A glowing ash floats in zero g, tumbling free from a spaceman's cigarette. In the clear canopy of the cockpit, it glows dark red among the stars, if only for a moment.
"Are you sure?" she asked.
"Yes," said Wan Hu, "I want to see the gods."
When Vladimir died, all that was left was a burnt husk. The state held an open casket funeral for the fallen cosmonaut, and he was mourned by his family and Yuri Gagarin, who had volunteered to go in his best friend's place.
"Well, space is there, and we're going to climb it, and the moon and the planets are there, and new hopes for knowledge and peace are there. And, therefore, as we set sail we ask God's blessing on the most hazardous and dangerous and greatest adventure on which man has ever embarked."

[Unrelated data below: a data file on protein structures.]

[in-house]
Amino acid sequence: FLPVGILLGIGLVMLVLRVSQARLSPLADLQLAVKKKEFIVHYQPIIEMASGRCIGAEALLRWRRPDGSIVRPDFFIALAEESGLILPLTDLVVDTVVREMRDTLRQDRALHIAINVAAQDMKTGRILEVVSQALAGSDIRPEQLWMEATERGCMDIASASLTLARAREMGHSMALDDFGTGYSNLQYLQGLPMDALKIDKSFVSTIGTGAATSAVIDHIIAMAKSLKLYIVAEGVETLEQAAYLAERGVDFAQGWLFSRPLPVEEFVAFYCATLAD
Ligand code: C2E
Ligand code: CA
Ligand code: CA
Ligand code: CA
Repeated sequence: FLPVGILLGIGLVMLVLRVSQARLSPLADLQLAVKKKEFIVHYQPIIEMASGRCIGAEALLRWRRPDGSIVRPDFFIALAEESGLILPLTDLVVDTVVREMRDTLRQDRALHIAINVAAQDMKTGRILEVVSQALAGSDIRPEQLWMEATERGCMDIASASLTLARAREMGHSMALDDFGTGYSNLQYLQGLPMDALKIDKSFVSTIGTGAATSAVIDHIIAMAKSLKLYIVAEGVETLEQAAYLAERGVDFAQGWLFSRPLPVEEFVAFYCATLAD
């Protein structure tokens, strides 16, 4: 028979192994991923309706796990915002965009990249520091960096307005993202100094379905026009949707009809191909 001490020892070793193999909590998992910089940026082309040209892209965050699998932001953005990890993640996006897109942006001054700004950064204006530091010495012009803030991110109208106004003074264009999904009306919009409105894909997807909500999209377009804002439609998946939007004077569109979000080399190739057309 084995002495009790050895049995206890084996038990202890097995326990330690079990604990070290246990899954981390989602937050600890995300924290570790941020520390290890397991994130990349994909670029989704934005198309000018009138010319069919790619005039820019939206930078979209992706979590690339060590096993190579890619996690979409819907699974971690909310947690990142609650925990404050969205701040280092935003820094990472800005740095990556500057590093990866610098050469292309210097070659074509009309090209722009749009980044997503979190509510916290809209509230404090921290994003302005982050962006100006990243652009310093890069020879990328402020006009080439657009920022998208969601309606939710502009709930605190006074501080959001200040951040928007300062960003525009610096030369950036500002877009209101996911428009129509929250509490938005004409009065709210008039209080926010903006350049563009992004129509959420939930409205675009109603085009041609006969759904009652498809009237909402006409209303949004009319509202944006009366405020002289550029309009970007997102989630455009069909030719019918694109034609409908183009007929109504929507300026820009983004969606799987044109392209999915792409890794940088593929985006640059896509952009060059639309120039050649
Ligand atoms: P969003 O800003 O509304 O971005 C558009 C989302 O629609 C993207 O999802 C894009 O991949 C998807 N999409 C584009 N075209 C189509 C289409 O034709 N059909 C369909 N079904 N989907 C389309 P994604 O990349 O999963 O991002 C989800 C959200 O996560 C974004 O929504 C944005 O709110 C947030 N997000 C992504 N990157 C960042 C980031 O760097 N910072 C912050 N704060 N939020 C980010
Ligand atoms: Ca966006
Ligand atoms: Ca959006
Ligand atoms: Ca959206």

-John F. Kennedy at Rice Stadium
The cinder blinks, twinkles, and inevitably dies. Smoke blows away the corpse.
I feel tar in my earthly lungs, the result of city living. You can't see the stars from where I live, only the very lonely moon. I have only actually seen it with company once, on a church retreat into the wilderness. Myself and another boy, we stood upon a pontoon bridge in the middle of a frozen river and marveled at an unsuspected sky. I've never seen another sky like that, so full of light. Even in the dark spaces imbetween it seemed you could only find more stars.
I no longer go to church. I'm not religious. I've never watched Cosmos or anything by Sagan. But if I had to pray, if there was no choice, I would pray to that sky like a pagan of old. It's the closest I've ever come to viewing infinity and someday, maybe, I'd like to go there. If I'm an old lethargic man, I'll have them strap me into some rockets and launch me regardless of health conditions in the hope I die in heaven. They can dump me out the airlock and watch me cremate on re-entry. And I'll be the tar in somebody else's earthly lungs.